It seems a little creepy and effectively helps perpetrate the meme that it was used as the tag image for this article.
It isn’t in the article now. I had to dig around a bit to locate it; in case anyone wants to save 3 minutes scanning the video and/or googling to find the gif, here it is: http://imgur.com/av3A4ld
To be clear, I am providing the link not for the prurient value, but simply for context.
It’s a flattering thing to have made into a meme, but I can see how she doesn’t want to be defined by it forever.
I had never heard of the meme until today.
That’s understandable, and I’m happy that you heard of it this way, because for me it’s just an example of the larger issue I’m discussing in the talk!
I’m not sure if you would see it as flattering if it were used against you, constantly. I discuss that in the talk.
Well, to the defence of the memetic structure of the internet, she did actually do that on camera.
I told my step-daughter not to play topless beer pong with her friends, because the pictures ended up on facebook, where here potential employer saw the images and removed her from candidacy for the job.
Great talk Veronica. I don’t know you from the gif either. I know you from this talk.
Thanks for it, it covers a lot of things I think and worry about these days.(I’m a father of young girls and an educator of young adults among other things) plus I’m thinking a lot about empathy in other contexts. So thanks again.
"A creepy Internet person "
Why am I laughing?
Good question. Clearly you are a slave of the patriarchy.
You have found me out!
I will go look for my former dignity now.
You can’t help it, it’s just the way your avatar is drawn…
Yes, I said it.
Can you name and shame the scumbag potential employer so we don’t accidentally support them with our money?
The panopticon-like aspect of the internet is a fact of life that our culture has to adapt to. Bodies are a fact of life. We shouldn’t allow these things to become this Damocles’s Sword constantly hanging over everyone’s lives if anyone lets their guard down for an instant and it happens to be the wrong instant. Viewing images not intended for us and then making our transgression the other person’s problem is how we make the world a shitty place, where everyone lives carefully-manicured fake lives-for-show instead of having a genuinely nice and comfy world to live in.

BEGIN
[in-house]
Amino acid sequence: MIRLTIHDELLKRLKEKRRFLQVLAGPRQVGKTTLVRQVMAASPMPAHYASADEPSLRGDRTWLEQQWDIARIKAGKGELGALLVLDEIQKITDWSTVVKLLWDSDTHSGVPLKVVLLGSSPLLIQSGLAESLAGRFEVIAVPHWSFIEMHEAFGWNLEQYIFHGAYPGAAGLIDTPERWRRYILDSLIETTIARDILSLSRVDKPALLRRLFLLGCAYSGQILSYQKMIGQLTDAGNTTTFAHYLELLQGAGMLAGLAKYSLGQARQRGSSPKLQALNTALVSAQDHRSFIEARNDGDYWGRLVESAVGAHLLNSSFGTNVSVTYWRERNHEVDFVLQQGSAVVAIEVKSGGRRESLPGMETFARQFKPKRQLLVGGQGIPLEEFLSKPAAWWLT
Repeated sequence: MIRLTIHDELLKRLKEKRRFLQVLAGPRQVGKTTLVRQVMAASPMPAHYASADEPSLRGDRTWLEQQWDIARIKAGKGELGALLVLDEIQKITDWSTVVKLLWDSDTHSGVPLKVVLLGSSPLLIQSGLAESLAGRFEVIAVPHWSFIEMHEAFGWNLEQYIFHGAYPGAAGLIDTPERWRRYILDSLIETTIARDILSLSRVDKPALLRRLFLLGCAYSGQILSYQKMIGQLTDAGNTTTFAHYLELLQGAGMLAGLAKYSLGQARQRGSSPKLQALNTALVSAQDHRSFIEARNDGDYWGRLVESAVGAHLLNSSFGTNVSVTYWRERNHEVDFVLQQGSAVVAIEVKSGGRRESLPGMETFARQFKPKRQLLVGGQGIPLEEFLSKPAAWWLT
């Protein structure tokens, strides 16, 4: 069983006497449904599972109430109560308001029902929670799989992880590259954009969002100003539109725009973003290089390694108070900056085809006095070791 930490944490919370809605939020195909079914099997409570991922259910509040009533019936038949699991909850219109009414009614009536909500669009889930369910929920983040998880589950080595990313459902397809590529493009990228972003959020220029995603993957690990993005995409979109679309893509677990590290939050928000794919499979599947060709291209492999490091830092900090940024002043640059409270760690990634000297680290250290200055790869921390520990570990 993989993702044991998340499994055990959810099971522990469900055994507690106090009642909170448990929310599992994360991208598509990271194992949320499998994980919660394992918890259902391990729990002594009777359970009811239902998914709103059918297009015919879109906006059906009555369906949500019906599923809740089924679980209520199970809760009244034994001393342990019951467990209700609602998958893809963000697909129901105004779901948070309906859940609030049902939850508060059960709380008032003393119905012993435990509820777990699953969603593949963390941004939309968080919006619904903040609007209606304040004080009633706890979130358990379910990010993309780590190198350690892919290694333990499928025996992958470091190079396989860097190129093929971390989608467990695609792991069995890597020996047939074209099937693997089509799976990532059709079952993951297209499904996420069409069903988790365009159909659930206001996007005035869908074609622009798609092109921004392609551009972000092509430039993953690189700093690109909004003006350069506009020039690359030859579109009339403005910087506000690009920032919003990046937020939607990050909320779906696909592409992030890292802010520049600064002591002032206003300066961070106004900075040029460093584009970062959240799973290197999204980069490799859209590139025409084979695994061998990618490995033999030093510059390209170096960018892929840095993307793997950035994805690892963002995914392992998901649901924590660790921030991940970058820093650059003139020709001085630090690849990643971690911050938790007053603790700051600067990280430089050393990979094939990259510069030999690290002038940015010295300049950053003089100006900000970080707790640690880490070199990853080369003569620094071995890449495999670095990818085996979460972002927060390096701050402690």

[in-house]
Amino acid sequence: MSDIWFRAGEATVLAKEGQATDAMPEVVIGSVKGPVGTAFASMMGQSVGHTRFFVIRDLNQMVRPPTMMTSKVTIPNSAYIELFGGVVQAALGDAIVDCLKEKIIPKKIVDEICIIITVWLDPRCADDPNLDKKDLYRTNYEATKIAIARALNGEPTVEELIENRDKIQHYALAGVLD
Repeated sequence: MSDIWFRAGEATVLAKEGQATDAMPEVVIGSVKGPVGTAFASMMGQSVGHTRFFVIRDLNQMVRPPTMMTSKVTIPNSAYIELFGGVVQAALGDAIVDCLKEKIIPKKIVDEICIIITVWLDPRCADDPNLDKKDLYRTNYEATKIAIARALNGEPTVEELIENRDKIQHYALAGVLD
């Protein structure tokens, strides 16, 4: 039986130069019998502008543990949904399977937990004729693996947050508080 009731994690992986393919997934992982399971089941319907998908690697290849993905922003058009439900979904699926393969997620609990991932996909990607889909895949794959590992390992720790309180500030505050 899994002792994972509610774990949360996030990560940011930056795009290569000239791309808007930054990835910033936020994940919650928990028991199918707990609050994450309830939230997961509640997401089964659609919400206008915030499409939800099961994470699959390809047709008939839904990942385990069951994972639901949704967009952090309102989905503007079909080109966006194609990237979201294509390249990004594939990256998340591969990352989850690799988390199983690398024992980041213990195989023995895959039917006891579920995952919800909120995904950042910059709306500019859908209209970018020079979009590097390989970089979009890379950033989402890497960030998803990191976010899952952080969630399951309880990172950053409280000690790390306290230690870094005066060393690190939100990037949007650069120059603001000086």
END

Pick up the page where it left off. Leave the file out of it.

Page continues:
On the bright side, maybe it’s lucky for the step-daughter that the asshole employer revealed their nature early.
As a show of solidarity, I, a shark with a perfect smile, will don a T-shirt of my hated nemesis, Herr Cthulu (yes, it turns out Cthulu is German. Didn’t really surprise me).
I don’t do this for myself. I do this for all Internet kind.
Yes, but herr? Not meine dame Cthulhu?
Upon reflection, we mutants sure have a bunch of micromemes that could be an intimidating barrier to entry. Perhaps we should start a thread documenting all the threads that contain micromemes and offer handy colloquial alternatives?
I’ll fax the committee and see if we can get this on the agenda.
OK, it was a really great talk. Watched it all the way through. What are your thoughts on navigating that odd gray zone between dark humor and the empathy we need more of?
That guy who tweeted back at you then chided you for reaping what you sow was definitely over the line… way over. What a jackass.
But what if someone quipped after your talk, Wow, she really was exceedingly lifelike! Is THAT heckling and over the line? Or just mildly funny? Is any mention of the meme too soon, too harsh, verboten? How do we get both empathy and friendly fooling around? When is fooling around just too fucked up?
A friend of mine says, “Fucked up! But funny. Still funny.” Granted, she’s pretty impervious to BS, herself and says some really fucked up things. But I tend to agree with her that sometimes humor is a branding iron. Anyways… your thoughts?
Sorry, Seth. We need you now.
I’m only speaking for myself.
If someone says, “not cool”, I take them at their word. I may push boundaries (in fact I likely did), but it really comes back to the old saw in jokes: know your audience.
Plus I talk too much, I should quiet down and listen with my weird sharky ears.